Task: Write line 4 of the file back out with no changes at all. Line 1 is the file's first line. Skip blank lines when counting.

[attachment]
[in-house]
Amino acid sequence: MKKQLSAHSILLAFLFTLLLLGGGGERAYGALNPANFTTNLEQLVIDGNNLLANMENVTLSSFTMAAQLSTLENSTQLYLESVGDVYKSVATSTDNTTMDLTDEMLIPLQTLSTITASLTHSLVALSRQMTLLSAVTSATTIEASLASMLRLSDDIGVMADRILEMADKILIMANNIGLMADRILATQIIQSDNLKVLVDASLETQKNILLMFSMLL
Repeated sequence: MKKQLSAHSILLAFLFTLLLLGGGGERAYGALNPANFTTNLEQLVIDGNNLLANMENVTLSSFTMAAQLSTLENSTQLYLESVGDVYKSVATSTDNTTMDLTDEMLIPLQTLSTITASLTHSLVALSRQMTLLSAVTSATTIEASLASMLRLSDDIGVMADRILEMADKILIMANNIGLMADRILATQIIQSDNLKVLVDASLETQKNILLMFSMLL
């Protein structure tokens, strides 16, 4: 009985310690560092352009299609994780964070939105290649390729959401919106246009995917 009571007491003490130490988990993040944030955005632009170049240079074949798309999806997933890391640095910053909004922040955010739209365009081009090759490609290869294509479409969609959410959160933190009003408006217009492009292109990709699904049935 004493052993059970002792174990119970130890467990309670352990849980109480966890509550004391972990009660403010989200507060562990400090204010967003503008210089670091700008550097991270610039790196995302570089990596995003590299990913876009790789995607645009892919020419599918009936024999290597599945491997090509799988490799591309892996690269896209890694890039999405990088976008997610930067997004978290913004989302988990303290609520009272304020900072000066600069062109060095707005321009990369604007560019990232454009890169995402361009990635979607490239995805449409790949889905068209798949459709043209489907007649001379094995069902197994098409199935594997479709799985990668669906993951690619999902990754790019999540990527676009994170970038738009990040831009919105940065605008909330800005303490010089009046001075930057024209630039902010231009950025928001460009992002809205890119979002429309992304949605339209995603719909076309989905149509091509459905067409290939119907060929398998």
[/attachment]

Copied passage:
């Protein structure tokens, strides 16, 4: 009985310690560092352009299609994780964070939105290649390729959401919106246009995917 009571007491003490130490988990993040944030955005632009170049240079074949798309999806997933890391640095910053909004922040955010739209365009081009090759490609290869294509479409969609959410959160933190009003408006217009492009292109990709699904049935 004493052993059970002792174990119970130890467990309670352990849980109480966890509550004391972990009660403010989200507060562990400090204010967003503008210089670091700008550097991270610039790196995302570089990596995003590299990913876009790789995607645009892919020419599918009936024999290597599945491997090509799988490799591309892996690269896209890694890039999405990088976008997610930067997004978290913004989302988990303290609520009272304020900072000066600069062109060095707005321009990369604007560019990232454009890169995402361009990635979607490239995805449409790949889905068209798949459709043209489907007649001379094995069902197994098409199935594997479709799985990668669906993951690619999902990754790019999540990527676009994170970038738009990040831009919105940065605008909330800005303490010089009046001075930057024209630039902010231009950025928001460009992002809205890119979002429309992304949605339209995603719909076309989905149509091509459905067409290939119907060929398998």